Defense of Prasenajit

Parsva, playing in a playhouse, heard the sound of the drum and the noise of the soldiers assembling at that time. Saying, “What is this?” Parsva, perplexed, went to his father’s side and he saw the generals ready for battle coming there. After bowing to his father, the prince said decisively: “Has a demon, a Yaksa, a Raksasa, or someone else trans­gressed? On account of which there is this exertion of the father himself, powerful? I do not see anyone your equal or your superior.”
Pointing to Purusottama, Asvasena said, “King Prasenajit must be protected from King Yavana.” Again the prince said: “Compared with the father there is no god nor asura in battle. Of what importance is this King Yavana in the matter? Enough of the father’s going. I shall go myself. I shall at once give a lesson to him who does not know (his own) strength.”
Asvasena said: “Son, my mind is pleased by your festival of sport, not by injurious battle-marches, et-cetera. I know the strength of arm, capable of conquering the three worlds, of my own son, but my delight is in you playing in the house.”
Parsvanatha replied: “This is play for me, father. There is no measure* of effort in it. So let Your Honor remain right here.”
At his son’s insistence like this, knowing his strength of arm, he agreed to that speech devoid of anything objectionable. Dismissed by his father, Sri Parsva, mounted on an elephant*, followed by Purusottamas, set out at an auspicious* moment from the festival. When the lord had gone one day’s march, Sakra’s charioteer came, bowed, got down from his chariot and said with folded hands:
“Indra, knowing that you wish to fight for sport, master, sent a battle-chariot with me as a charioteer. He knows that the three worlds are like straw compared with the master’s strength. Nevertheless, Sakras shows his devotion to you at the right time.”
As a favor to Sakra, the Master got into the great chariot filled with various weapons*, which did not touch the surface of the ground. Sri Parsvanatha advanced, hymned by the Vidyadharas, with the chariot going through the air, with great splendor like the sun. The Lord’s army, skilled in battle, adorned with soldiers looking up to see the Master again and again, followed on the ground. The Master, able to go in a moment, alone competent for victory, went with short marches at his soldiers request. In some days he reached Kusasthala and then camped in a seven-storied palace made by the gods in a garden.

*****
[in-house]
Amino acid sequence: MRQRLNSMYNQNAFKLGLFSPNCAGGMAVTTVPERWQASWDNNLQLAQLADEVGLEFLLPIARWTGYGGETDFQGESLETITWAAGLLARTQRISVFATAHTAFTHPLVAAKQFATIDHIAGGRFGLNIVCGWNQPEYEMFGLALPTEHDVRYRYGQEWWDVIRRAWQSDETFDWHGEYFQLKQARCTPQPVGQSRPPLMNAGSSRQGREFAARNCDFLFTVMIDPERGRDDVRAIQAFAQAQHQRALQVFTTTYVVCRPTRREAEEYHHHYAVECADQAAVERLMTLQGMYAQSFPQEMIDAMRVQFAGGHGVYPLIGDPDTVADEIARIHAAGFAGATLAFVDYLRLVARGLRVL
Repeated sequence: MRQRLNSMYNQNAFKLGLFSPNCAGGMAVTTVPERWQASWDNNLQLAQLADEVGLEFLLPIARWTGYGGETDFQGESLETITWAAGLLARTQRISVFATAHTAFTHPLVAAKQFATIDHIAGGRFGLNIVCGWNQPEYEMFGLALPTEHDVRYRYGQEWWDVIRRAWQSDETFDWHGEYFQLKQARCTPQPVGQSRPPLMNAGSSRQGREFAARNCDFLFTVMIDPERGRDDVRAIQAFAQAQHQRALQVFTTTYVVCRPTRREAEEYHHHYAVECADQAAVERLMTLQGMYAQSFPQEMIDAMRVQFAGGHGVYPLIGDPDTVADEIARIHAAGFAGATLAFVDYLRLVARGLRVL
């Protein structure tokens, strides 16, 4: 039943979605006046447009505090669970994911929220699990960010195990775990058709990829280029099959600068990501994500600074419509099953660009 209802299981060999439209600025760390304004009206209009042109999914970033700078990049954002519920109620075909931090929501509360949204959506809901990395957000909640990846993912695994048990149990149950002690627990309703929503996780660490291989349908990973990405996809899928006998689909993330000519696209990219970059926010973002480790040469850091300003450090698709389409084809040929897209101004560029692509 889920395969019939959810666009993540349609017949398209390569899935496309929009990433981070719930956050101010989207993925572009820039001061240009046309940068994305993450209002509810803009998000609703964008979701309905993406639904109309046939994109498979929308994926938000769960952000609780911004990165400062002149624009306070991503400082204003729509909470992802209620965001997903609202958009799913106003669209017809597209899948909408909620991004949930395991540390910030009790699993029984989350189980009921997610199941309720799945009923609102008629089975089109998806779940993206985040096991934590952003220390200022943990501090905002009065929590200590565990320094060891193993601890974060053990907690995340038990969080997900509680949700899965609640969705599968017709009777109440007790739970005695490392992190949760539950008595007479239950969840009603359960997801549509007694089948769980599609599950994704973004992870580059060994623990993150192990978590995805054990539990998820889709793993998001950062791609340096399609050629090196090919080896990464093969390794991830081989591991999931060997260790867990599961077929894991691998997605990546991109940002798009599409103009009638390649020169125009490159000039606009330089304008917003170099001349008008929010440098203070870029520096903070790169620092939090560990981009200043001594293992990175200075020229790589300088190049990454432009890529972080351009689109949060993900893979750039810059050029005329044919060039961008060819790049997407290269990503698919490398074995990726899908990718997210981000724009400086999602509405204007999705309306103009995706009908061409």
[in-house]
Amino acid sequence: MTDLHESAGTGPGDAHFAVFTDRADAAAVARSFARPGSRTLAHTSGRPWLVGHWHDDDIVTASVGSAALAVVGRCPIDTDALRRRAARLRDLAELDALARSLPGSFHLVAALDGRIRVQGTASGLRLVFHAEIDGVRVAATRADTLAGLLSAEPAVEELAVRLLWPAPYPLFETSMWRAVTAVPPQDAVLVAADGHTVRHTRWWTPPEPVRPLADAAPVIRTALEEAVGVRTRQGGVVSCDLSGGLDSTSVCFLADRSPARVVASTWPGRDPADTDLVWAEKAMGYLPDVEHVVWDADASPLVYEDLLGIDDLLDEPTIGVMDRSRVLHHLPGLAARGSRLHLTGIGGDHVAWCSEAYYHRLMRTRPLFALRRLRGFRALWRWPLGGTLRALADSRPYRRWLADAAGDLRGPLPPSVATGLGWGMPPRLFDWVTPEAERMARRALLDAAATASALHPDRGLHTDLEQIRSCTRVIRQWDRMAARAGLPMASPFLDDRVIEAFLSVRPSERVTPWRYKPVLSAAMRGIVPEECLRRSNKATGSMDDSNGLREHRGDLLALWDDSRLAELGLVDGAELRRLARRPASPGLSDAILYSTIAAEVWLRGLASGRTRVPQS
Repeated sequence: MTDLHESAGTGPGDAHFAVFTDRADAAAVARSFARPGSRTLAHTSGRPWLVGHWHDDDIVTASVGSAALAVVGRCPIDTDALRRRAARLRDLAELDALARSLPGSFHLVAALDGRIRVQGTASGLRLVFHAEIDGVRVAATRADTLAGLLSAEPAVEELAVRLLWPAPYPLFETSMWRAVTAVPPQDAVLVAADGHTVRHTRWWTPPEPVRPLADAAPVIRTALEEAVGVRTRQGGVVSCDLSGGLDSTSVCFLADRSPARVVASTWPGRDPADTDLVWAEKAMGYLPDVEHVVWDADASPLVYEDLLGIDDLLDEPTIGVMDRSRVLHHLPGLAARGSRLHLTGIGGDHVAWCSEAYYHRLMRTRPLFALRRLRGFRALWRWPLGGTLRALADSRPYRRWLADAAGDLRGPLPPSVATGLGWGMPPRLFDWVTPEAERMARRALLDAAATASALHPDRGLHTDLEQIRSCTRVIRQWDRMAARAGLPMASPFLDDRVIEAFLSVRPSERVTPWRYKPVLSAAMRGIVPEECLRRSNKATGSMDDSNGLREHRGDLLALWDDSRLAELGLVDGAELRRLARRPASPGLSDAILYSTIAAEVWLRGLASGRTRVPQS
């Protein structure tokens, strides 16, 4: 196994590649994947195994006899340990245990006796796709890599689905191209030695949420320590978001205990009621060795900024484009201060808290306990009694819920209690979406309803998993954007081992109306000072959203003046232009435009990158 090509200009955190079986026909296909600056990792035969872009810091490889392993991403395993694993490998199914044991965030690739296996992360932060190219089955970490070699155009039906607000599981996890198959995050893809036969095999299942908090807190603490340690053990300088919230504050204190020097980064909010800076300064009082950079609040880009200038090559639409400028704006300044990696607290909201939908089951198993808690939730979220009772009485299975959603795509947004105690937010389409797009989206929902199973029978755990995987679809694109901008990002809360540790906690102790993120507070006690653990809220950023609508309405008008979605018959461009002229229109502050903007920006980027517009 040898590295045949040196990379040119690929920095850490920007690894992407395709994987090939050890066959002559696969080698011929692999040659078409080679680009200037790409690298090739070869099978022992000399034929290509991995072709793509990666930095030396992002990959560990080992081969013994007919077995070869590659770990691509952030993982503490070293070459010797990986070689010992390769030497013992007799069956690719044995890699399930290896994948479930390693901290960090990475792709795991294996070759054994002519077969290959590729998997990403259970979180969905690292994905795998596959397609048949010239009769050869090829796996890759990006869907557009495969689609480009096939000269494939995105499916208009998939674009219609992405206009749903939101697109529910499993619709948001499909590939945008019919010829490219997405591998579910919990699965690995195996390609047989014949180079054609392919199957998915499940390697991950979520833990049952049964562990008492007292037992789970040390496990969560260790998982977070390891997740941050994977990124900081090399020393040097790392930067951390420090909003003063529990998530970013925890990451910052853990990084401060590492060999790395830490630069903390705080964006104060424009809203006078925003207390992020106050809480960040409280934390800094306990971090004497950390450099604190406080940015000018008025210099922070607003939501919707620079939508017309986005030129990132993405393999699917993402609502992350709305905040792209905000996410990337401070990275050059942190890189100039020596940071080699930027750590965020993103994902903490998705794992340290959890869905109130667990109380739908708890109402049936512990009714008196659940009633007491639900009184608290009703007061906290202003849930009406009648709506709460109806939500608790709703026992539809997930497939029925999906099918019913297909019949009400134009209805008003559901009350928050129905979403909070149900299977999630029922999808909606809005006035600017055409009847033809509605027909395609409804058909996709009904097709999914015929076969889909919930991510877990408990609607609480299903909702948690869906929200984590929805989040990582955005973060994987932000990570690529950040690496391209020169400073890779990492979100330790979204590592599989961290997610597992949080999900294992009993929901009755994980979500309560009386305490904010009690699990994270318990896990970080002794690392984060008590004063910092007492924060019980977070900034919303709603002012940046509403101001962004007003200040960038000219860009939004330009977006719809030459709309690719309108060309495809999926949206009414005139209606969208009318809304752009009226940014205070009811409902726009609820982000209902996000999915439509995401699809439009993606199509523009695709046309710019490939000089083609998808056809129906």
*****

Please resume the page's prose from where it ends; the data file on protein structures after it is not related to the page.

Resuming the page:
“This is the custom of warriors,” the Lord, impelled by compassion, sent an intelligent messenger with instructions to Yavana. He went to Yavana and said eloquently from the Master’s power: “Prince Srimat Parsva instructs you by my mouth: ‘King Prasenajit, who has sought protection from my father, must be freed from the siege and hostility by you now, O king. I, after restraining with difficulty my father who had started, have come to this country merely for that reason. Return to your own place. Submit at once. This transgression* of yours can be tolerated only if you go away.’ “
Yavana, his brow terrible from frowns, said: “Messenger, why do you say this! Do you not know me? Who is this boy Parsva who has come here for battle from a caprice? Who is the old man Asvasena who started first? Both of them and other kings, their partisans what do they amount to? Therefore, go! Let Parsva go also with the desire for his own welfare. You are not to be killed because you are a messenger, though saying harsh things. Escaping alive, go and tell everything to your master.”
Again the messenger said: “The lord sent me to enlighten you from compassion, not from weakness, evil-minded man. As the lord wishes to protect the King of Kusasthala, likewise he does not wish to kill you, if you obey his command, sir! Breaking the master’s command, unbroken even in heaven, you die yourself, like a stupid moth touching a bright fire. On the one hand, a fire-fly; on the other, a sun lighting up the whole universe. On the one hand, you are a mere king; on the other, Parsva, the lord of three worlds.”